Really, Really Hard Work
By Peter Mirus ( bio - articles - email ) | Nov 07, 2009
When I was trying to get my business off the ground, I would work really long hours to make sure that everything got done. For several years, I worked 60-70 hour weeks on average--some weeks more. Thank goodness, since the first year of my marriage I have never had a commute longer than 25 minutes (now I live near my office, and have a 5-10 minute commute).
Working a schedule like this places a strain on most of your relationships, particularly if you are young and trying to figure out how to be a good spouse and parent--as I was. I learned many lessons the hard way, caused a lot of damage, and had to mend a lot of fences. I was tired, I was impatient, I was angry. I bent just about as far as I could without breaking.
For those who are in similar circumstances, I offer a few words of advice.
(1) Don't kid yourself--prayer is important even for the working man (or woman) doing important things and trying to support a family. Frustrated as you might be with repetitious, formulaic prayer and tired as you might be with saying the same things to God over and over again--don't quit. Find a way to change things up.
(2) Exercise is important. For one thing, you will find prayer easier if you exercise. Even if you don't exercise for any other reason, exercise so you can pray. Don't exercise with the radio or the TV on. Let your mind wander over the day's problems while you move your body, and talk to God about them. Sometimes releasing your anger is a way of releasing pent up energy. No matter how much you feel like sitting in front of the TV and vegetating--don't. Get your tired rear in gear and whip out a walk around the block or a hundred jumping jacks. Make it happen.
It is all too easy to get into vicious work cycles, where you are so tired that you no longer realize when you have reached "the point of diminishing returns". How many times have you worked on something late into the evening for hours, only to solve the problem in 15 minutes the next morning? Rest, exercise and prayer all bring perspective. Time away brings objectivity.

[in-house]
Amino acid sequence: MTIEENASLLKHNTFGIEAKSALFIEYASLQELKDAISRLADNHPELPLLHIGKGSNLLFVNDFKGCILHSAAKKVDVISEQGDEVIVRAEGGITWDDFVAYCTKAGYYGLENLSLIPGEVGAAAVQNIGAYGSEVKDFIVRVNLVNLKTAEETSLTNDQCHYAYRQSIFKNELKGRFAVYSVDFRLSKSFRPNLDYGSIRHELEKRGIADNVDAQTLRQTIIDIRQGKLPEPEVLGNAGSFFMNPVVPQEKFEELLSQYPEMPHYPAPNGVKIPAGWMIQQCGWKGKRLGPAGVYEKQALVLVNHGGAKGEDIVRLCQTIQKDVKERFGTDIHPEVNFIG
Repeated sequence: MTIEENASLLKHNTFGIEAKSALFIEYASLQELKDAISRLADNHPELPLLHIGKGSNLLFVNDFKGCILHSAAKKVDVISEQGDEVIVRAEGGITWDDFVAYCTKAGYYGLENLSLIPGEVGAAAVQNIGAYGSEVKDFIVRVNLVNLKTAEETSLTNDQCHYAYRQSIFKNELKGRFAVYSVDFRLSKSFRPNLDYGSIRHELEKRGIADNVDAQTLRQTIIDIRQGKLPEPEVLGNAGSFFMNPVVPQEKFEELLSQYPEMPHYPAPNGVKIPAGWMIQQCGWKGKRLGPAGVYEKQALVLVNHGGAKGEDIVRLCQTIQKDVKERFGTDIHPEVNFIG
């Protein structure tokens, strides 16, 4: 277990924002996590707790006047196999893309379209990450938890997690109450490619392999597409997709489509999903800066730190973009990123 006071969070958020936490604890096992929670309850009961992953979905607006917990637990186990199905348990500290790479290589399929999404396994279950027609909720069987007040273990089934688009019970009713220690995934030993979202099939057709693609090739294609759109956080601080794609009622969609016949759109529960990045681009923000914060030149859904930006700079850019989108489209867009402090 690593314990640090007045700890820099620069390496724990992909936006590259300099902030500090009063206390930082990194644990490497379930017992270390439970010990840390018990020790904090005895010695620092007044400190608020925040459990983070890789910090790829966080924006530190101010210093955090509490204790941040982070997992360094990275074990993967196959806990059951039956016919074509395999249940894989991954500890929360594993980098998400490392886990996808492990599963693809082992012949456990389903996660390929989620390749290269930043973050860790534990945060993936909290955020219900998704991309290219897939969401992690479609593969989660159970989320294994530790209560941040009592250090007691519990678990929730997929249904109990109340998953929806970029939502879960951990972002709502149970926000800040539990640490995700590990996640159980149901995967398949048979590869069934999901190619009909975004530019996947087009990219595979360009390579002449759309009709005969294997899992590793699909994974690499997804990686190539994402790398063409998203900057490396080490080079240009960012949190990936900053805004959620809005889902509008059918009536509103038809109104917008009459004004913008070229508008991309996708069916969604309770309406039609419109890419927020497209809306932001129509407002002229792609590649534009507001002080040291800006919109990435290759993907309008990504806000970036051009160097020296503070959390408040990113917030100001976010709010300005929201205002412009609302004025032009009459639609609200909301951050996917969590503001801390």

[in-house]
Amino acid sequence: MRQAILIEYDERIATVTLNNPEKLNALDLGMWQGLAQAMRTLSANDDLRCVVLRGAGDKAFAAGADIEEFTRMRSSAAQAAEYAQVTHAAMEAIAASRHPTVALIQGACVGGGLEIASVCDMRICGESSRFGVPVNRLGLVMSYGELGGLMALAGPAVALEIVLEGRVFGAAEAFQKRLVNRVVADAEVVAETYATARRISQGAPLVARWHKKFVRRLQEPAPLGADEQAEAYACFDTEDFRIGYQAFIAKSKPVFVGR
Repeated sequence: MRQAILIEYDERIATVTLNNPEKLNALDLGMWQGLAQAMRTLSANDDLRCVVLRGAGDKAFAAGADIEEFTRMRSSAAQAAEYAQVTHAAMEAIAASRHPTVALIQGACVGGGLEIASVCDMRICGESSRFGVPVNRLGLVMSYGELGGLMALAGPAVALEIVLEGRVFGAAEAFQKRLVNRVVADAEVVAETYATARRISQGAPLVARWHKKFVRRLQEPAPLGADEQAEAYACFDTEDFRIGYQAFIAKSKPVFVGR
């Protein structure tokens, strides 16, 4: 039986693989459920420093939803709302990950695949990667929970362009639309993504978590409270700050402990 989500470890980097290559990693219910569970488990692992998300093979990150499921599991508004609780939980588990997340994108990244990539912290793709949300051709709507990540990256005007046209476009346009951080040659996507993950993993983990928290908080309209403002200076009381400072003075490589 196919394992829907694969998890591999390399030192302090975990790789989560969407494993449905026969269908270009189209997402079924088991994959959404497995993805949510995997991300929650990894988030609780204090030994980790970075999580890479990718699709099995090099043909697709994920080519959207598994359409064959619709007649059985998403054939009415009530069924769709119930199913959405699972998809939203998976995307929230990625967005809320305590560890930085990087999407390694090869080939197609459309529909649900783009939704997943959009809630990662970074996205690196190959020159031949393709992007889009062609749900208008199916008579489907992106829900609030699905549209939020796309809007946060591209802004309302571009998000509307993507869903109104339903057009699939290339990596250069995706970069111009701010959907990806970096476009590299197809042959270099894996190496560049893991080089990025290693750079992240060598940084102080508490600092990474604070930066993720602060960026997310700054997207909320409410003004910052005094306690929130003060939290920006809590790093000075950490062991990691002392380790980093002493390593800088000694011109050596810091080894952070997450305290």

It can be difficult, when working so hard, to listen to others. When you become defined by your work, it is very difficult to hear someone tell you that you shouldn't be working so hard, or that you need to take more time for prayer, for family, for exercise. You'll think that they just don't get it. They can't understand why you need to do the things that you do.
And maybe you do have to do those things. Maybe there isn't another way. But that doesn't excuse lack of prayer. It doesn't excuse uncharitable behavior. It doesn't excuse myopia or insularity. It doesn't excuse striking out in anger. You have to figure out a way to make it work, and that includes giving God a chance to lend a hand.
Shut off the television, cut the excuses, get some exercise...and pray.
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Posted by: -
Nov. 11, 2009 3:53 PM ET USA
Simple exercise helps many things - I was diagnosed as having Bipolar Disorder in 2008 after many years' fruitless treatment for clinical depression. While I was advised that medication was likely to be with me for the rest of my life, I was also told that the most important treatment would cost me nothing. I know that I must exercise every day. This is not, foe me, optional. I must do it if I am to give myself a fighting chance of remaining well and allow the pharmaceuticals to do their job.